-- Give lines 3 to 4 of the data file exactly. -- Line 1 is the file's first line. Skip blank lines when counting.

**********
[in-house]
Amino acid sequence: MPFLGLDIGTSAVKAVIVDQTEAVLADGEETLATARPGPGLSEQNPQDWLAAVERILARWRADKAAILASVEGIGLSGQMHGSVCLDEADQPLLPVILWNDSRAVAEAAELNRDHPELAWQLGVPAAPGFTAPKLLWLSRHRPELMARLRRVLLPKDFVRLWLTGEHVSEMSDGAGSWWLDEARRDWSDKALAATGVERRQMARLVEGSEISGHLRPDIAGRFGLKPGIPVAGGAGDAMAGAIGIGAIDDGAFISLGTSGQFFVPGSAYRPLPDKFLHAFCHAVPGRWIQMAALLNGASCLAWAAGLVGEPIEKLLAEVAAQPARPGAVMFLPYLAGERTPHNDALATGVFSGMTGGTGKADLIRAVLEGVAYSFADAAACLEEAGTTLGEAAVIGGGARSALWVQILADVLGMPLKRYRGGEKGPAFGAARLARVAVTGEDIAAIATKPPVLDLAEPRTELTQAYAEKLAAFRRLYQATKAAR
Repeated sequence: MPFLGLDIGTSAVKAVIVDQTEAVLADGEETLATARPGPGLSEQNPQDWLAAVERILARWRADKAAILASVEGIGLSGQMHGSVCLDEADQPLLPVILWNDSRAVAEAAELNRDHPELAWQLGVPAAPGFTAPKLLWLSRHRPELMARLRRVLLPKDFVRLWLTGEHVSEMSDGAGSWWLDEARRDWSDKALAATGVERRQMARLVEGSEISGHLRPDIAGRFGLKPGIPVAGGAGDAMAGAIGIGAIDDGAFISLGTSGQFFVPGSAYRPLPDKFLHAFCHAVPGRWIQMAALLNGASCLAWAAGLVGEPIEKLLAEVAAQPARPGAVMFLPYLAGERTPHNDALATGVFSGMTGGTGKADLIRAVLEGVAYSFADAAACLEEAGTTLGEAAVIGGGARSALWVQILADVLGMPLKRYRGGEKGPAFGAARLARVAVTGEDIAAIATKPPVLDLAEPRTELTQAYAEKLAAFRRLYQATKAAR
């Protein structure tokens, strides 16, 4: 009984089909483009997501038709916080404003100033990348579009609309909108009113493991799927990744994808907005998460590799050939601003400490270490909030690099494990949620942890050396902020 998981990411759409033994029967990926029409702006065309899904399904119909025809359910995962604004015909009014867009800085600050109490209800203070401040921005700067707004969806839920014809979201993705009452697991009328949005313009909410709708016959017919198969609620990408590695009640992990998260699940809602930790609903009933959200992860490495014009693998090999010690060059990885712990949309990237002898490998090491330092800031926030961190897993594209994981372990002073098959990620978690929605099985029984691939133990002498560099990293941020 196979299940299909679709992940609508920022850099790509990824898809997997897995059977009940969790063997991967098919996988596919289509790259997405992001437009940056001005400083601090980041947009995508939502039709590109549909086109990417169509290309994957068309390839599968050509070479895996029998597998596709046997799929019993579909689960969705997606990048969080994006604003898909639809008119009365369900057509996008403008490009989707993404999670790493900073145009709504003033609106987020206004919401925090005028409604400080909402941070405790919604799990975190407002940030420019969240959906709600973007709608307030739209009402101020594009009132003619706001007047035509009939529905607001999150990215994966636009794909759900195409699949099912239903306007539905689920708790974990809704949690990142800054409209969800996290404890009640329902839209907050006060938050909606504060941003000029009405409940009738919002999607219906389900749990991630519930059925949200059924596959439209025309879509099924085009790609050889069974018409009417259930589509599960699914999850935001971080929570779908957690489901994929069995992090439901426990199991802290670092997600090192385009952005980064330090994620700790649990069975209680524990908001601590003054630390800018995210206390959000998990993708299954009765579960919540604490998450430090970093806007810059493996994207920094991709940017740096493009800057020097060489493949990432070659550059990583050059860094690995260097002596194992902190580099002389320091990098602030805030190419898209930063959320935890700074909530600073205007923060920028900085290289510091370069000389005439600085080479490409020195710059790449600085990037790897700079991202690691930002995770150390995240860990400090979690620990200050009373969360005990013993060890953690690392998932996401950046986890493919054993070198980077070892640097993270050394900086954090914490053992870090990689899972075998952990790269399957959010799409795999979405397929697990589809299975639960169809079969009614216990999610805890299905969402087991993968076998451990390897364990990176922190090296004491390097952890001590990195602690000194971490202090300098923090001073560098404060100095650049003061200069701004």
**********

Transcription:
Repeated sequence: MPFLGLDIGTSAVKAVIVDQTEAVLADGEETLATARPGPGLSEQNPQDWLAAVERILARWRADKAAILASVEGIGLSGQMHGSVCLDEADQPLLPVILWNDSRAVAEAAELNRDHPELAWQLGVPAAPGFTAPKLLWLSRHRPELMARLRRVLLPKDFVRLWLTGEHVSEMSDGAGSWWLDEARRDWSDKALAATGVERRQMARLVEGSEISGHLRPDIAGRFGLKPGIPVAGGAGDAMAGAIGIGAIDDGAFISLGTSGQFFVPGSAYRPLPDKFLHAFCHAVPGRWIQMAALLNGASCLAWAAGLVGEPIEKLLAEVAAQPARPGAVMFLPYLAGERTPHNDALATGVFSGMTGGTGKADLIRAVLEGVAYSFADAAACLEEAGTTLGEAAVIGGGARSALWVQILADVLGMPLKRYRGGEKGPAFGAARLARVAVTGEDIAAIATKPPVLDLAEPRTELTQAYAEKLAAFRRLYQATKAAR
């Protein structure tokens, strides 16, 4: 009984089909483009997501038709916080404003100033990348579009609309909108009113493991799927990744994808907005998460590799050939601003400490270490909030690099494990949620942890050396902020 998981990411759409033994029967990926029409702006065309899904399904119909025809359910995962604004015909009014867009800085600050109490209800203070401040921005700067707004969806839920014809979201993705009452697991009328949005313009909410709708016959017919198969609620990408590695009640992990998260699940809602930790609903009933959200992860490495014009693998090999010690060059990885712990949309990237002898490998090491330092800031926030961190897993594209994981372990002073098959990620978690929605099985029984691939133990002498560099990293941020 196979299940299909679709992940609508920022850099790509990824898809997997897995059977009940969790063997991967098919996988596919289509790259997405992001437009940056001005400083601090980041947009995508939502039709590109549909086109990417169509290309994957068309390839599968050509070479895996029998597998596709046997799929019993579909689960969705997606990048969080994006604003898909639809008119009365369900057509996008403008490009989707993404999670790493900073145009709504003033609106987020206004919401925090005028409604400080909402941070405790919604799990975190407002940030420019969240959906709600973007709608307030739209009402101020594009009132003619706001007047035509009939529905607001999150990215994966636009794909759900195409699949099912239903306007539905689920708790974990809704949690990142800054409209969800996290404890009640329902839209907050006060938050909606504060941003000029009405409940009738919002999607219906389900749990991630519930059925949200059924596959439209025309879509099924085009790609050889069974018409009417259930589509599960699914999850935001971080929570779908957690489901994929069995992090439901426990199991802290670092997600090192385009952005980064330090994620700790649990069975209680524990908001601590003054630390800018995210206390959000998990993708299954009765579960919540604490998450430090970093806007810059493996994207920094991709940017740096493009800057020097060489493949990432070659550059990583050059860094690995260097002596194992902190580099002389320091990098602030805030190419898209930063959320935890700074909530600073205007923060920028900085290289510091370069000389005439600085080479490409020195710059790449600085990037790897700079991202690691930002995770150390995240860990400090979690620990200050009373969360005990013993060890953690690392998932996401950046986890493919054993070198980077070892640097993270050394900086954090914490053992870090990689899972075998952990790269399957959010799409795999979405397929697990589809299975639960169809079969009614216990999610805890299905969402087991993968076998451990390897364990990176922190090296004491390097952890001590990195602690000194971490202090300098923090001073560098404060100095650049003061200069701004």